Manafest - Fighter as reviewed by the Phantom Tollbooth. Spirited Canadian continues his steady transformation from hip-hopper to pop/rocker.

BEC Recordings
11 Tracks (36:09)

Performers reinventing themselves is nothing new. U2 went from righteously indignant arena rockers to tongue-in-cheek Euro popsters at the dawn of the '90s. David Bowie abandoned his iconic Ziggy Stardust glam rocker character to morph into the funk- and soul-loving Thin White Duke persona on his 1976 Station to Station album. Even Michael Bolton, whose name was a household word among lite rock lovers and soccer moms during the late '80s and early '90s, started off his career fronting a short-lived hard rock outfit that, believe it or not, toured briefly with none other than Ozzy Osbourne.

Over the course of his now decade-plus career, Canadian artist Manafest has perpetrated a transformation of his own. His 2001 debut, Misled Youth, was nearly exclusively entrenched in the same pop-embellished hip-hop that made stars of artists like John Reuben and the Gotee Brothers. The next few releases that followed it interspersed a larger percentage of rapcore numbers amidst the rap offerings. By the time of 2010's The Chase, Manafest was offering up rock, pop and hip-hop in roughly equal measures.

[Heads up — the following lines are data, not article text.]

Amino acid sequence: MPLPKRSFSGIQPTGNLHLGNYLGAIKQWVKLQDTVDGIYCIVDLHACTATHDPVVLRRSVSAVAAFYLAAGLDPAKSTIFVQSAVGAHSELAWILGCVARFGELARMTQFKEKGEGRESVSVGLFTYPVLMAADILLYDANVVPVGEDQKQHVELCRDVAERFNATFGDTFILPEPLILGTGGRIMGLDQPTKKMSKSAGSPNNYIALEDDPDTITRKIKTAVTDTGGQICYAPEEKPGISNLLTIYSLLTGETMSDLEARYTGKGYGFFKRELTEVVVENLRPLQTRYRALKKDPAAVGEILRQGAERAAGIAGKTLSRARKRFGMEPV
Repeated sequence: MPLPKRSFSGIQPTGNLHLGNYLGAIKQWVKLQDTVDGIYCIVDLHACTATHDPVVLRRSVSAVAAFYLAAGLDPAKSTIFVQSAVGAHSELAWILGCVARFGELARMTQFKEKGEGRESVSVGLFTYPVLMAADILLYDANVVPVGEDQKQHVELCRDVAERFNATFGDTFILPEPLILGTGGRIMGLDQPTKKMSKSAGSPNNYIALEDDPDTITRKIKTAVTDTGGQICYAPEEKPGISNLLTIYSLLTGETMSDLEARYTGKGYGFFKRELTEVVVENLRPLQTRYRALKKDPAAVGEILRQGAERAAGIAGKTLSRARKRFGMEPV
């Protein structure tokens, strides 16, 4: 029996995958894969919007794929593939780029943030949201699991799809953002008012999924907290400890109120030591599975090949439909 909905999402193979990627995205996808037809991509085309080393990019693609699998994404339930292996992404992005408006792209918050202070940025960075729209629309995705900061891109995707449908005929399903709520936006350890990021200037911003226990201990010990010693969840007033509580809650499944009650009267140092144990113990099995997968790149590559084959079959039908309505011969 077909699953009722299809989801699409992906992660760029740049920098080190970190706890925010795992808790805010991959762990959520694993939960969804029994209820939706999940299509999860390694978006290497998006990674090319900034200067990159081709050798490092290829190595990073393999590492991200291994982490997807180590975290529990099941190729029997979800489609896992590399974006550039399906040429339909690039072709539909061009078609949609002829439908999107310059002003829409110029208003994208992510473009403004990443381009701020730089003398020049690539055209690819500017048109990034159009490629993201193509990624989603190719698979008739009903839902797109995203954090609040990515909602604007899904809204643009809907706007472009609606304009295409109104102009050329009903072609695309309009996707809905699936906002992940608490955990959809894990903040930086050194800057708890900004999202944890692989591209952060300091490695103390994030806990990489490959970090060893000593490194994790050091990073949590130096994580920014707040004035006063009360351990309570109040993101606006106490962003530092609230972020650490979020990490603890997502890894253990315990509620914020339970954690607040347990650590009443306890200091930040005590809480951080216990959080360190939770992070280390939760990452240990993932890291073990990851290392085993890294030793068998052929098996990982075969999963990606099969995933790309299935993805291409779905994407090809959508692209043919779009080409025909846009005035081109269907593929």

The latest effort finds the intrepid Pickering, Ontario, native in his most radio-friendly mood to date. Indeed, songs like "Pushover" and "Will You Catch Me" are less Korn or Limp Bizkit and more like a slightly edgier version of, say, Sanctus Real's debut album. In the same way "Throw it Away" and "Not Alone," which are sung rather than rapped, wouldn't be at all out of place on the latest Christian Rock charts.

Of course, the migration to that which inhabits the Top 40 isn't a drawback, in and of itself. The problem, though, lies in the fact that far too much of the record is filled with plodding, overly generic material. Indeed, even the majority of the rap-based tracks lack the underlying grit that rendered early projects like Epiphany and Glory so winning. And, by the end of the album, the individual cuts begin to bleed together into an extended, like-sounding mass.

To be equitable, a few of the more rocking songs would arguably get the blood flowing in the live setting, where energy and volume account for a fair percentage of the overall listening experience. On disc, however, where the members of the audience are, at least ostensibly, a bit more sober-minded in their assessment, the tracks lose a significant portion of their appeal. Those who tune their dials exclusively to Christian Hit Radio will likely champion Fighter's comparatively more pop-friendly approach. Listeners whose musical tastes take them down the road less traveled, on the other hand, will probably want to take a pass on its all too familiar – and largely funk-less – format.

- Bert Gangl

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